Russ Brandon likes to say everyone has an opinion about the Buffalo Bills organization. Make that many opinions.
"I was walking in the mall around Christmastime, and an elderly woman stopped me as I was going into a store," the team's chief executive officer recalls. "She grabbed my arm and said, 'Listen. I know football. I went to Ole Miss. I grew up in the SEC.' And then she proceeded to make point after point after point about draft prospects and what we were doing on the field. 'You tell your personnel people this and this,' she said. And I loved it."
Welcome to the life of the man who is the top caretaker for the single most unifying institution in Western New York -- the Bills.
As the Bills' top businessman, Brandon has shepherded the team through a hugely successful past dozen years off the field.
The Bills filled a greater percentage of seats at Ralph Wilson Stadium in the decade of the 2000s than they did in the decade of the 1990s, when the team went to four Super Bowls and made the playoffs eight of 10 years. Of course, that's particularly amazing since the Bills have been wandering through the desert of NFL futility since 2000, failing to make the playoffs 12 straight years.
Brandon, 44, now takes on his next great challenge. He is the point man for team owner Ralph C. Wilson Jr. in negotiating a new lease with New York State and Erie County. He aims to oversee major renovations to Ralph Wilson Stadium that the team thinks will keep the franchise viable and in Buffalo for at least the next decade, the expected term of the new lease.
"My responsibility and our organization's responsibility is to make this franchise as viable as possible," Brandon said.
That's Brandon's pat answer when asked about the prospect of the franchise remaining in Western New York beyond the life of its 93-year-old owner. Brandon believes a strong, successful Bills franchise will be too attractive to move.
But when pressed on his perspective on the likelihood of a group tied to Western New York eventually buying the team, Brandon refuses to cooperate.
"We focus on the here and now, and that's not for me to discuss," he said.
Nevertheless, Brandon makes no bones about his motivation to do right by the franchise -- and its fans.
"It's a tremendous responsibility, and it certainly has caused many sleepless nights from the standpoint of how much it means to this community, how much it means to this region," Brandon said of his drive to make the Bills succeed. "But the one thing this region offers that is limitless is passion. It's the Niagara Falls of passion. It just keeps rolling. That's the one thing we don't have to manufacture, the unbridled passion the people have for this franchise and the connectivity that the franchise has to its legion of fans. Jokingly, I often say the greatest thing about the job is the passion the people have for the Bills, and the worst thing about the job is the passion the people have for the Bills."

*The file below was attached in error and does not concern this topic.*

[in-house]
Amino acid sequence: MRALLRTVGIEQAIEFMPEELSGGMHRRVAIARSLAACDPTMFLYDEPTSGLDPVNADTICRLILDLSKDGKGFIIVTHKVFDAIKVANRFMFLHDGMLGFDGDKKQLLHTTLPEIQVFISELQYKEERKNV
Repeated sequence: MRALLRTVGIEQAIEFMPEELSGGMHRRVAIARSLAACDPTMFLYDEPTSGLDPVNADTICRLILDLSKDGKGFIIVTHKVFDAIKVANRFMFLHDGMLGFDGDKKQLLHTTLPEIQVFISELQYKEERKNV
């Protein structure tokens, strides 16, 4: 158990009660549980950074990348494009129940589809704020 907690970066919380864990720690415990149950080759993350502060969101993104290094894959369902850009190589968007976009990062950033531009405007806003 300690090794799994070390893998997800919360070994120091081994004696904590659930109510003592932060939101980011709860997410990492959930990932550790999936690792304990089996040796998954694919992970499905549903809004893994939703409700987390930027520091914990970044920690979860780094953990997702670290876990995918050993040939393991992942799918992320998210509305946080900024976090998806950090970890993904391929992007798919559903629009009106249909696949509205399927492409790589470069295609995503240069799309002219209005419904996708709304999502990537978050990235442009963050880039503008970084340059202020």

Since joining the Bills in November 1997, Brandon has developed into a mover and shaker in league management. He was appointed about a year ago to the NFL's 10-member Business Ventures Committee. It oversees all of the league's sponsorship deals (like the Nike contract to make the league's uniforms), consumer products, events, marketing and new business initiatives.
The committee is headed by San Diego owner Dean Spanos and includes Washington owner Daniel Snyder and Miami owner Stephen Ross. Of the league's 27 standing committees, it's arguably among the top four, along with the Management Council Executive Committee (which oversees labor with the players), the Broadcasting Committee (which negotiates TV deals) and the Competition Committee (which oversees rules of the game).
"I think Russ is a brilliant marketer," NFL Commissioner Roger Goodell said. "He understands the passion of the fans, and he understands the community. He has a great team around him [in the Bills' front office], which is the sign of a quality person. He's one of the more respected club executives we have, and his serving on our business ventures committee is an indication of that."
The foundation of the Bills' business model under Brandon has been regionalization.
"Regionalization is the foundation of what we are and what we need to be," Brandon said. "We've always had demographic challenges, so they're not an excuse. We look at those as another small hurdle we need to overcome, hence the Toronto initiative."
In 1999, when the Bills opened training camp at St. John Fisher College, the team only had two or three suite holders from Monroe County, Brandon said. Now close to 30 have Rochester ties, he said.